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Explorit enthusiast all grown up: still playing with science

This article appeared in the January 14, 2011 edition of the Davis Enterprise.

Explorit enthusiast all grown up: still playing with science

Davis native, Patrick Bennett works with Explorit visitors on activities during NanoDays 2009, a nationwide festival of education programs organized by the Nanoscale Informal Science Education Network.

By Liz Shenaut
Special to the Enterprise

If you go to YouTube and search for “The Nano Song,” you will find inquisitive sock puppets and a soprano scientist joining in song to explain nanotechnology.

The comical, informative video has been viewed nearly half a million times. If you read the descriptions and comments on the page, you would see it was made by UC Berkeley researchers for a video contest to see who could best describe very, very small things – nanometer sized things— to nonscientists.

What you will not find out on YouTube is that the director of this playful educational video has a personal connection to informal science learning at Explorit Science Center. Patrick Bennett, a 27-year-old nanotechnology researcher, visited Explorit frequently as a child in Davis with his family and school groups.

“Explorit was a fun field trip,” Bennett says. “I remember the animals – the snakes and the lizards [and] the turtles."

That was when Explorit’s museum was located at what is now its Nature Center, on 5th Street in the Mace Ranch area of Davis. Explorit welcomed Bennett to its newer Science Center building on 2nd Street during NanoDays 2009, organized by the Nanoscale Informal Science Education Network. Visit http://www.nisenet.org/nanodays (link) to see the other participating sites.

There, Bennett answered visitors’ questions about nanotechnology and shared “The Nano Song” video. His video was the winner of the educational video contest organized by the American Chemical Society, a science information nonprofit.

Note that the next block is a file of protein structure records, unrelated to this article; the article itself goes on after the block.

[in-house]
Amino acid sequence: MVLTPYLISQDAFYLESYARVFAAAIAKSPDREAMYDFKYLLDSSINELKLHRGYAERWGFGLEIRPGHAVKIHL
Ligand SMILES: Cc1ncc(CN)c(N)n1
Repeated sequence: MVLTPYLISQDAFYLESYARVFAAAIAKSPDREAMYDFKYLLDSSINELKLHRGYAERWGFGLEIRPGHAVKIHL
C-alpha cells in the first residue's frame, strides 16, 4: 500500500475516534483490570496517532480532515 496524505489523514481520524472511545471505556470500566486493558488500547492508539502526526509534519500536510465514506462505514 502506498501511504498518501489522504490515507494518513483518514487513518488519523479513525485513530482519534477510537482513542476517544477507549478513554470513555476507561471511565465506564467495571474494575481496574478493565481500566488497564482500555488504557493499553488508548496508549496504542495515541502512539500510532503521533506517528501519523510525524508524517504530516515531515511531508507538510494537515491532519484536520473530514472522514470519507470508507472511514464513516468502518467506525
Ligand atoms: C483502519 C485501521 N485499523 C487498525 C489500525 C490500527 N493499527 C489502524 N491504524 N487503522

Bennett’s interest in science is based in putting parts together to make things work.

“I like having results to look at, at the end,” Bennett says.

Speaking of results, Bennett’s accomplishments go beyond cute science musicals. He has a bachelor’s degree from UC Berkeley in Engineering Physics and is currently working on a PhD at UC Berkeley in Applied Science and Technology. He researches nanotechnology, finding practical uses for the unique properties of teeny, tiny (nanometer sized) things.

“For example, we find nano properties to use in electronics,” he says.

Bennett recognizes the importance of hands-on science for anyone trying to understand the way things work – nano or otherwise.

“I definitely think it helps to have hands-on experience to […] help you remember – internalize – concepts more than just being told of them,” he says.

Thinking back to his childhood visits to Explorit, Bennett voices his appreciation: “Explorit was a great place for hands-on. It provides opportunities that are not in the classroom."

Did an Explorit experience inspire you to pursue a career in science?  Email your story to explorit@explorit.org with the subject “Explorit Story.”
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Explorit Science Center, at 2801 Second St., has two exhibitions on display: “Move It! Science in Action” and “Wheels to Wings.”  Admission is $4 general, free for teachers, and ages 3 and under.  The museum is open to school groups by reservation and to the general public 10 a.m. to 5 p.m.  Tuesdays and 11 a.m. to 5:00 p.m. Saturday and Sunday.  For more information call (530) 756-0191 or visit http://www.explorit.org.

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